The University of Tennessee, Knoxville

Tennessee County Municipal Advisory Service

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Meters

Reference Number: MTAS-838
Tennessee Code Annotated
Reviewed Date: August 25, 2017
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The main source of information for revenue is water meter readings. Care should be taken to make sure meters are properly read and maintained. Any discrepancies or questions about readings should be noted and handled before billings are sent to customers. Occasionally, a meter reading may have to be estimated due to inaccessibility of the meter location. The account should be noted as estimated for future reference and, if at all possible, should be read at the next billing period.

Automated Meter Reading — One of the more recent changes in meter reading is the availability of automated meter reading (AMR). AMR is being done in several forms. Devices may be installed on the meter, which allow the meter reader to use a touch wand to obtain the reading. Apartment buildings and condominiums that are metered separately may be networked so that touching only one meter reads an entire group. There also are radio read devices that let the meter reader simply drive past the location. A special device on the meter sends a signal that is picked up by the equipment in the meter reading truck. The most advanced systems can have all the meters read from a central location through either radio or cell phone transmission.

Meter Maintenance — It is important that water meters record usage as accurately as possible. Water meter readings result directly in water and sewer revenues for your city. As meters age they become more inaccurate and usually fail to record all of the water passing through them. Therefore, a regular program for changing out older water meters should be put into place. Replacing older meters on schedule will help the city maintain the revenue level it needs. Recommended schedules include changing out the meters every eight to 12 years or when a meter has recorded 1 million gallons of usage. The information from the meter manufacturer will provide guidance on expected lifetime of a meter. Large industrial or commercial meters should be tested periodically to certify their accuracy. Many times, these larger revenue sources will account for the greater percentage of the city’s revenues. It is always better to test these meters at the location under the same conditions as normal service. Also, remember that sewer billings are computed based on water usage. If the water reading is less than accurate it will also affect sewer revenue.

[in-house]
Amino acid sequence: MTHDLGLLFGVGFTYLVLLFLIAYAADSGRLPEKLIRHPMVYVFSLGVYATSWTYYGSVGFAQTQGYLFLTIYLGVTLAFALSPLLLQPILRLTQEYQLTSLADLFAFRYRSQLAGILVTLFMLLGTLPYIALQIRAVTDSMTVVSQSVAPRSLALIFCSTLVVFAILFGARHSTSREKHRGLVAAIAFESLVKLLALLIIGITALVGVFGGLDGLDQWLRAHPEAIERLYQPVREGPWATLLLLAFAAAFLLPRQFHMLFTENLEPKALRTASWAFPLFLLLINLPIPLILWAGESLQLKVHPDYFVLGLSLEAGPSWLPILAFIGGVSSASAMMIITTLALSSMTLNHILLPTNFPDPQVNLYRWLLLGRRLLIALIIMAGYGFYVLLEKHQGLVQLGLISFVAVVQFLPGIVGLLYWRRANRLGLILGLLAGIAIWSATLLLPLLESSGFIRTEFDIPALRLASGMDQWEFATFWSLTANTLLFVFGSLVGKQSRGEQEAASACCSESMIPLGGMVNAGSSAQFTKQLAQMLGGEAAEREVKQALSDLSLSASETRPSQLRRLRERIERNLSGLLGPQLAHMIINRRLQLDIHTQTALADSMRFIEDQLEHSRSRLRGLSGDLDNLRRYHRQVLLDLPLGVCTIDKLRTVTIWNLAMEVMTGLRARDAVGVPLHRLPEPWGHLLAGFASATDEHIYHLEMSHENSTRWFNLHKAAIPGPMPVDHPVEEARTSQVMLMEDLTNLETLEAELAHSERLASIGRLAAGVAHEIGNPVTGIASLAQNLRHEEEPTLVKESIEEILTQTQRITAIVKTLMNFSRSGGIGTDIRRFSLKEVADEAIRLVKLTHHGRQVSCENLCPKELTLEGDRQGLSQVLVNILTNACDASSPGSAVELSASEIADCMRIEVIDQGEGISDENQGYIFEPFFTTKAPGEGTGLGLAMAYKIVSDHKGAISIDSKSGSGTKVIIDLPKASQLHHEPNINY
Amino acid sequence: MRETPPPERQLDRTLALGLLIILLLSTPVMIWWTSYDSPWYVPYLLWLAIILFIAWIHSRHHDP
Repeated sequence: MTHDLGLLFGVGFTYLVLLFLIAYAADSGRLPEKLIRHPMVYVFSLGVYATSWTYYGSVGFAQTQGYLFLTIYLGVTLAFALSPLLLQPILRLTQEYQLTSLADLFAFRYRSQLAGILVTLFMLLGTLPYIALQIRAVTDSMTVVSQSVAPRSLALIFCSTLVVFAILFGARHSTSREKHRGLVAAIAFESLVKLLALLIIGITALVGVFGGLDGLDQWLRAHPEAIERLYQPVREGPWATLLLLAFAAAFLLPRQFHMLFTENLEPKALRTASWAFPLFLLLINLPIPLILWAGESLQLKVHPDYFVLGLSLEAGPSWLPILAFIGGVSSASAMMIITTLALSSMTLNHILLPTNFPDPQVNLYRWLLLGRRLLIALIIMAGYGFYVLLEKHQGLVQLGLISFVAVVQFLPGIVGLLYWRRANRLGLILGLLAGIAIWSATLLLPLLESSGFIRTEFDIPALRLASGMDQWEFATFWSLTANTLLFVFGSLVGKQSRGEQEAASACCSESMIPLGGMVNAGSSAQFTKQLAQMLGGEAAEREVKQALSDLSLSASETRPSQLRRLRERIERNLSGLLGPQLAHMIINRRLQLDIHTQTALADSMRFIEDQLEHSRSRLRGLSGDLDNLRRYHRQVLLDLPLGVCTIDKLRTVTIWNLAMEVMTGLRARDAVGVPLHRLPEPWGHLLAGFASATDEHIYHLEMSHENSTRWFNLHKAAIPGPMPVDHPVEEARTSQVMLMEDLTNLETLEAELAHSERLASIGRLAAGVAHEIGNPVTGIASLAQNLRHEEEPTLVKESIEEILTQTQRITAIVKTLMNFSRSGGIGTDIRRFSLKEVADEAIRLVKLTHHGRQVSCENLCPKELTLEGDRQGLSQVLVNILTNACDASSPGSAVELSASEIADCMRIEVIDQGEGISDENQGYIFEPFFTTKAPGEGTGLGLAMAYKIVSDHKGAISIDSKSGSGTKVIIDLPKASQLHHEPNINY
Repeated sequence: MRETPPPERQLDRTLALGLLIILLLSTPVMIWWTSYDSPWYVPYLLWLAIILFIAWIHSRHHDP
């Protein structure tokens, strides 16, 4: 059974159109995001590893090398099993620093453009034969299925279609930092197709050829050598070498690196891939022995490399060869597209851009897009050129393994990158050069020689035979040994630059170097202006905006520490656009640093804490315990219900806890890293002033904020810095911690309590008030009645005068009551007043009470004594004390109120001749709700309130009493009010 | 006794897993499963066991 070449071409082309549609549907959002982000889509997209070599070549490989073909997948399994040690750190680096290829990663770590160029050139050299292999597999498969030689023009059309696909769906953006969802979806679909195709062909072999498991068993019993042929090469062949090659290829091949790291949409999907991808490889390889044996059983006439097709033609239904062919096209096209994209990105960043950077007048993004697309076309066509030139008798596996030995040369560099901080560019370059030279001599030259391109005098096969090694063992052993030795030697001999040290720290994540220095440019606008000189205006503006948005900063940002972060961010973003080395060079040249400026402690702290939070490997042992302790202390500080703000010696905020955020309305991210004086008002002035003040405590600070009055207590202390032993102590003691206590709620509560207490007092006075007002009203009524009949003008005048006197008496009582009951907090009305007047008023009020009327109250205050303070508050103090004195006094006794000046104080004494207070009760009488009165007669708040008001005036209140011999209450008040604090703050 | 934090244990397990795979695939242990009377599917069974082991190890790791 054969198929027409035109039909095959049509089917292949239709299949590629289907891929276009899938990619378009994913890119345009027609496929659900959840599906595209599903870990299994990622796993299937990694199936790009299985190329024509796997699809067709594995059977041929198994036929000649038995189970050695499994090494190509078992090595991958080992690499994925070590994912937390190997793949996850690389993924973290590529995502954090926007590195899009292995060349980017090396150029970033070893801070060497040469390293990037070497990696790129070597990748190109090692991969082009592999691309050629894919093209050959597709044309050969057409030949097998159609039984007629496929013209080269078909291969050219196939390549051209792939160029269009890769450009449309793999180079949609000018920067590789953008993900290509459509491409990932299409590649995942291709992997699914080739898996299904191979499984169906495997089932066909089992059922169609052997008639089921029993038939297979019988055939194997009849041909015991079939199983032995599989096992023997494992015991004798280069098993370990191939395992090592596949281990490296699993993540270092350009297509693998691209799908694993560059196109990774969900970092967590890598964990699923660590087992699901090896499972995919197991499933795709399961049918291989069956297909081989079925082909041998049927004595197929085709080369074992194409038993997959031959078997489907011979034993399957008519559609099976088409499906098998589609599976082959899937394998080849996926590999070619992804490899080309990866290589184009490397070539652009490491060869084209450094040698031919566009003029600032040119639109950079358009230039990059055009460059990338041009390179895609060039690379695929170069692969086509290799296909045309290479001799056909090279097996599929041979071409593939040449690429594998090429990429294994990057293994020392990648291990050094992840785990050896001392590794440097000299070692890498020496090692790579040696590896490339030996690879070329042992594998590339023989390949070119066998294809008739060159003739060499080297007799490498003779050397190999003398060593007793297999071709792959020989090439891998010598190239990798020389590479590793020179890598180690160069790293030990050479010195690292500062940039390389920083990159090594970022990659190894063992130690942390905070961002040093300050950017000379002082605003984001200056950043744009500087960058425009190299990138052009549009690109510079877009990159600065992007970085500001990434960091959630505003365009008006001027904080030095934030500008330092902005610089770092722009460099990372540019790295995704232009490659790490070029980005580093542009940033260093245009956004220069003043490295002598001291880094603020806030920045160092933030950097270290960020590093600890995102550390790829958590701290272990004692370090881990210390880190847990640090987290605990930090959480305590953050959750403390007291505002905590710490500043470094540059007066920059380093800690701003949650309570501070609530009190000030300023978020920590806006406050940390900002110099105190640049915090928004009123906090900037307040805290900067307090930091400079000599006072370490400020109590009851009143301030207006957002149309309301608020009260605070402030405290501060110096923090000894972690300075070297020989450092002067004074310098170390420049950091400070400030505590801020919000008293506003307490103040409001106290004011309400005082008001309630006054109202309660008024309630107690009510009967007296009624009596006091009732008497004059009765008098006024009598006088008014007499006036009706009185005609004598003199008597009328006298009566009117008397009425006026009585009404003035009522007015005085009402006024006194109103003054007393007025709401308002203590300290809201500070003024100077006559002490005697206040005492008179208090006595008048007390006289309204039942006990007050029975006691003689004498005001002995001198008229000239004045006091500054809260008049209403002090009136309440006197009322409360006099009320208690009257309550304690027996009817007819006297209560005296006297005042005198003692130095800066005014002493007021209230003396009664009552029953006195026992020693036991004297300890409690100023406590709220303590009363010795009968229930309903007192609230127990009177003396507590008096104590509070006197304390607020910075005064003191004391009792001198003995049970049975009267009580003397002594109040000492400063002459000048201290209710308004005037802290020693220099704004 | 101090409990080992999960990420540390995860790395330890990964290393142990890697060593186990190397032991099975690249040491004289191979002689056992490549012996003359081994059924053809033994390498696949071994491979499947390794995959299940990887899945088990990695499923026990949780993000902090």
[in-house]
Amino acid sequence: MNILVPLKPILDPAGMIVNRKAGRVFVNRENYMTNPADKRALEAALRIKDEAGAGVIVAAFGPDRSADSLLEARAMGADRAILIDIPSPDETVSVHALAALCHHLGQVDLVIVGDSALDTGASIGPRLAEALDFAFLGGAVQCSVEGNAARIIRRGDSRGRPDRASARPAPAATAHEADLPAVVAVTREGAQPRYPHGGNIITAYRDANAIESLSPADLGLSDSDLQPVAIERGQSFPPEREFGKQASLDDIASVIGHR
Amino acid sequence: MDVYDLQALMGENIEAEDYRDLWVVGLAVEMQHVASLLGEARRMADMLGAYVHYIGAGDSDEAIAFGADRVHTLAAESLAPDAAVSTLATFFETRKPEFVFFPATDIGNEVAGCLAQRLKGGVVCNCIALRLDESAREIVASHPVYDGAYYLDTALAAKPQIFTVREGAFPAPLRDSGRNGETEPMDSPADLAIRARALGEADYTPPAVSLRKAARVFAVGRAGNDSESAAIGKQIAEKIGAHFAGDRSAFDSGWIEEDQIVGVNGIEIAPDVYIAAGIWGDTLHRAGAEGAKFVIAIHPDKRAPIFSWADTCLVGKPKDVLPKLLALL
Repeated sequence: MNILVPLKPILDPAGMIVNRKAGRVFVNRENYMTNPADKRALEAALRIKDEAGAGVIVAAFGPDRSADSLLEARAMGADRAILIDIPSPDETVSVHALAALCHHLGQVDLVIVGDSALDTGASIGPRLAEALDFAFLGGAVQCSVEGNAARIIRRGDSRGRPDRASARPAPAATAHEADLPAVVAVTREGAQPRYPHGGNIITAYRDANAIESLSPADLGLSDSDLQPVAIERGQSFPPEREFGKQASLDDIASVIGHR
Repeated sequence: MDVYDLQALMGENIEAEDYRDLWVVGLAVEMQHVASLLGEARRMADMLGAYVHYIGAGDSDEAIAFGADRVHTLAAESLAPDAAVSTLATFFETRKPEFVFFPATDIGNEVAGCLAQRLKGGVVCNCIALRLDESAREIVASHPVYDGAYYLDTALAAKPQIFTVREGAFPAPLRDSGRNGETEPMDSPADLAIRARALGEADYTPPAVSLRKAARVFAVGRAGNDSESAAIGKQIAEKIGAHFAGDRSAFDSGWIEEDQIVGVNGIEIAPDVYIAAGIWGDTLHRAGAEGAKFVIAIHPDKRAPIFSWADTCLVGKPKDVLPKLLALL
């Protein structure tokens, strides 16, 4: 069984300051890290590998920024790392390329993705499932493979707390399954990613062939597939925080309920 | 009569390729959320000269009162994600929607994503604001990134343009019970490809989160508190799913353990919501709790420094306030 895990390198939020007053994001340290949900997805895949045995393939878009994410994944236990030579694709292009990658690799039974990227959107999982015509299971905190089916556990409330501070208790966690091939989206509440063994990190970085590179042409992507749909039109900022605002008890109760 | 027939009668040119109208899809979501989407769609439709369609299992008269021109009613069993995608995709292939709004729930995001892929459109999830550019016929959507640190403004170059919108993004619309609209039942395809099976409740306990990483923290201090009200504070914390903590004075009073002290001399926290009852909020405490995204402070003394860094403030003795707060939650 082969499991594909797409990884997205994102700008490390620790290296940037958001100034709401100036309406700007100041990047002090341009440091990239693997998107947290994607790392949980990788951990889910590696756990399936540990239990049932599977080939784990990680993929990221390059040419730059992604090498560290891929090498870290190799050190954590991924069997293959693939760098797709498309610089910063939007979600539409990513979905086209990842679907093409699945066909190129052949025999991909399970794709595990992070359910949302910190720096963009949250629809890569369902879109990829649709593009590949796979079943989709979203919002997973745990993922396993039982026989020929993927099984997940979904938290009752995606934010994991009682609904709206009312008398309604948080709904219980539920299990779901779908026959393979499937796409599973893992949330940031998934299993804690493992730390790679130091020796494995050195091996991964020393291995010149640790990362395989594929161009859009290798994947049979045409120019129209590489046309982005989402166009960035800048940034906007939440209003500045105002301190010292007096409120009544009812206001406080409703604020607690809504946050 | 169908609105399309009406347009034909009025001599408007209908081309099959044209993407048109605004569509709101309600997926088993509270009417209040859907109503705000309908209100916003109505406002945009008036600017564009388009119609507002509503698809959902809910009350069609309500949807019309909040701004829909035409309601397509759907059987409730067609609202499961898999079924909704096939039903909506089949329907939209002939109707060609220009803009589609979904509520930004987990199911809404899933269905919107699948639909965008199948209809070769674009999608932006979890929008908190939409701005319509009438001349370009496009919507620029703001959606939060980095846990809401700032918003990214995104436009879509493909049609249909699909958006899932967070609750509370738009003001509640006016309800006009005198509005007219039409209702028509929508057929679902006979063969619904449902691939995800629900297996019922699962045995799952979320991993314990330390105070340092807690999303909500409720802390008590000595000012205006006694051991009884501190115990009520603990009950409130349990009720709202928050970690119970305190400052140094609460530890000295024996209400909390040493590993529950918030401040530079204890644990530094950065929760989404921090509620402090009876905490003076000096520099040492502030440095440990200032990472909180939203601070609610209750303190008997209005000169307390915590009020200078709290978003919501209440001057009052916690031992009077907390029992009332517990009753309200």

Other Metering Concerns — It is usually recommended that each separate service location have its own water meter and sewer service. Sometimes multi-family dwellings will service all users through one master meter. The city needs to have policies in place that address minimum billing and other rates in master metering or the system will not realize as much revenue from these master meters as they normally would from individual metering. However, additional revenues in these situations may be offset by increased maintenance costs of the lines and meters necessary to serve each customer. Cities need to establish uniform policies for handling customer metering concerns for multi-family dwellings, and commercial and industrial customers. This will allow your employees to answer customer questions and ensure that the city is treating all customers fairly.

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